Academic Master

Laws and International Laws

the US policy-making agenda and evaluation challenges


Identification of problem and construction of Agenda

There are some problems within the U.S., but few of them are enlisted in the policy-making agenda. The questioning group in power can bring this issue to the policy agenda. For instance; a major political campaign donor encounters a problem and can move the point more quickly and conveniently onto the policy agenda rather than a small group without considerable political support. Public spotlight in another case, can also address the issue and be brought to the policy agenda by the public outcry.

The media, too, plays its role in triggering the problem. For example, the 9/11 incident in the United States brought national security, terrorism, and relations with Iraq to the forefront of International and National policy agendas (Policy Formation & Policy Implementation, 2018). The above matters must be agenda items that further the policy. Further discussion will cover the approach to the problem, sticking with the agenda, challenges to face, and how it would get legitimized.


Formulation of Policy: second stage

It consists of a body of policymakers discussing the matters and concerns and suggesting legal and right approaches to resolve problems. The policy chose to solve the issue based on two elements: 1). The policy should be a valid and legitimate way of resolving the issue in the best possible manner. 2). Policies should be politically feasible (Hajer & Wagenaar, 2003). Hence, the policy formulation process consists of analysis.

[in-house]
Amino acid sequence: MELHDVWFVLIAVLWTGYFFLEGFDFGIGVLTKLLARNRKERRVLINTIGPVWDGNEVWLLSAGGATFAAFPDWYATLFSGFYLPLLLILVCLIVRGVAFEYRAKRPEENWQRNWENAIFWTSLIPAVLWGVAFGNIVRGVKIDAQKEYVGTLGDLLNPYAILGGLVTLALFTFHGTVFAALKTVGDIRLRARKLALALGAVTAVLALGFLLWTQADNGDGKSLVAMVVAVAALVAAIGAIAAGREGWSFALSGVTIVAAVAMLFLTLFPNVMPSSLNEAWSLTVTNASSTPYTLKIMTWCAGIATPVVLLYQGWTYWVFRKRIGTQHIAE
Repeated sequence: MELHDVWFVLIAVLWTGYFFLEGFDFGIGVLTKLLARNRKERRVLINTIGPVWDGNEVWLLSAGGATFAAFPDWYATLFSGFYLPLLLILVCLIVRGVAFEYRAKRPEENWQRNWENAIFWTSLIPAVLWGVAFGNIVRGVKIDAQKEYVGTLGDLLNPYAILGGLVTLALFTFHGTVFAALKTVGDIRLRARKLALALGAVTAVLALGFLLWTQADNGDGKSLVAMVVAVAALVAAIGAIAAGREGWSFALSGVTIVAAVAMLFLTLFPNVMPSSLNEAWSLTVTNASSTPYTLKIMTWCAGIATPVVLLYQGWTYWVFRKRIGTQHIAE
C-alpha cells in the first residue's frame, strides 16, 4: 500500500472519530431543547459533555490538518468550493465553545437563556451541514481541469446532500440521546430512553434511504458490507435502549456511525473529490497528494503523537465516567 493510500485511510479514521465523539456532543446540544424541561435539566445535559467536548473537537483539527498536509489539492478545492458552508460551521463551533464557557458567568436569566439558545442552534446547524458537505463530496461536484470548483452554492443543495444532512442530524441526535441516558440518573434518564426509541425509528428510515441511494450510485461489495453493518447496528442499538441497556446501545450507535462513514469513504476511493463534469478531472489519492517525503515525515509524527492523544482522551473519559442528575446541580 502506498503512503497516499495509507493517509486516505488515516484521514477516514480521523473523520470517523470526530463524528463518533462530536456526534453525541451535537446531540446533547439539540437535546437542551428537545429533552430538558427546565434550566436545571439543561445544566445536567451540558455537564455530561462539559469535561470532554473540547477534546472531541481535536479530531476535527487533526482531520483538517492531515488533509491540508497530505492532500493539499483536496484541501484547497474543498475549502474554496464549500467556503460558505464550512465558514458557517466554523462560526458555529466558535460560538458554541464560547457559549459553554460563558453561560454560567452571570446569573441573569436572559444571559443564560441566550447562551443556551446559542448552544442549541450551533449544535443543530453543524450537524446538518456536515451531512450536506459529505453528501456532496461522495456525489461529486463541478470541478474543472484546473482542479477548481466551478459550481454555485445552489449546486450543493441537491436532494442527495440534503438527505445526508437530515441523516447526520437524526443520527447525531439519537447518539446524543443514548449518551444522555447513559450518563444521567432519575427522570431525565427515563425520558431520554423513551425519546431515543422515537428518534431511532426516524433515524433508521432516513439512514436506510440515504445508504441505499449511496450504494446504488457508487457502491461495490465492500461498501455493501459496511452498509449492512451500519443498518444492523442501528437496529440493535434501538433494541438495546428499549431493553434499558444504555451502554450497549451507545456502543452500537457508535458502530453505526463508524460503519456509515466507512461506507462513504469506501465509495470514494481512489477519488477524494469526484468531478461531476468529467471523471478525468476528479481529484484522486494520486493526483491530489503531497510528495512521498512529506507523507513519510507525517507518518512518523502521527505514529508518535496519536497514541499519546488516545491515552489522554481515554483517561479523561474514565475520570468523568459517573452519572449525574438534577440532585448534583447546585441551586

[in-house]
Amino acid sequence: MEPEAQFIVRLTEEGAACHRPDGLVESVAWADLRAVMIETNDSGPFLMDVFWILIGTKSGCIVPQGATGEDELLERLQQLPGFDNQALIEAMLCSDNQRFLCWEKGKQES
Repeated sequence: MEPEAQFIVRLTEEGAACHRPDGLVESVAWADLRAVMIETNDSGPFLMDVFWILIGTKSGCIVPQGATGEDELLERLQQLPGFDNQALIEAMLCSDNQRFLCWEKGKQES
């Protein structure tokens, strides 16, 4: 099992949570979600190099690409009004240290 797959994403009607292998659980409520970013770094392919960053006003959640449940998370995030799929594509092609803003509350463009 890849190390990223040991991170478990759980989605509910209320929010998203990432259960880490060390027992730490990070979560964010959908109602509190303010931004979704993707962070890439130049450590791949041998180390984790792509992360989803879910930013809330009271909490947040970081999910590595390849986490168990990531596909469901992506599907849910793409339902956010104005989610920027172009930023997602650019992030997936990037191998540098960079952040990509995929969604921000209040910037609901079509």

A process of Policy Adoption: third-phase.

Relevant bodies of Government tend to adopt the formulated policies to put into effect. Influencing factors can affect the plan’s adoption; political influences can also be used to determine what procedures are to be adopted. Favorable and unbiased media also provides a forum where debate for the adoption of the plan takes place, enhancing the likelihood of acceptance of the policy proposal.

Implementation of Policy: fourth-stage

Policies that have been adopted have now been put into effect. Implementation of the policy refers to the enactment of planned solutions. The policy successfully implemented comprises three criteria: 1). The policy creator communicates with the governing body within the bureaucracy, which has the power to legislate it. 2). The policy must not be ambiguous and must be easily interpreted and communicated. 3). Resources used for implementation must integrate with current processes without causing any disruption or conflict.



There are various standards for evaluating the policies implemented. They can be assessed informally as stories and anecdotes according to uncritical analysis, focusing on feedback, etc. Formal and scientific research provides empirical evidence to determine the strategies, but it is time-consuming.

Challenges to Assess Policies

Some policies are difficult to assess. Some plans have conceptual long-term goals, such as the quality of healthy air, and it is difficult to determine whether they will be universally accepted. Some policies also contain multiple objectives that may be incompatible, and few of them are accomplished (The Policy-Making Process Boundless Political Science, 2018).


Hajer, M. A., & Wagenaar, H. (2003). Deliberative policy analysis: understanding governance in the network society. Cambridge University Press.

The Policy-Making Process Boundless Political Science. (2018). Retrieved 7 February 2018, from

The Public Policy Process: Problem Recognition, Policy Formation & Policy Implementation – Video & Lesson Transcript | (2018). Retrieved 9 February 2018, from



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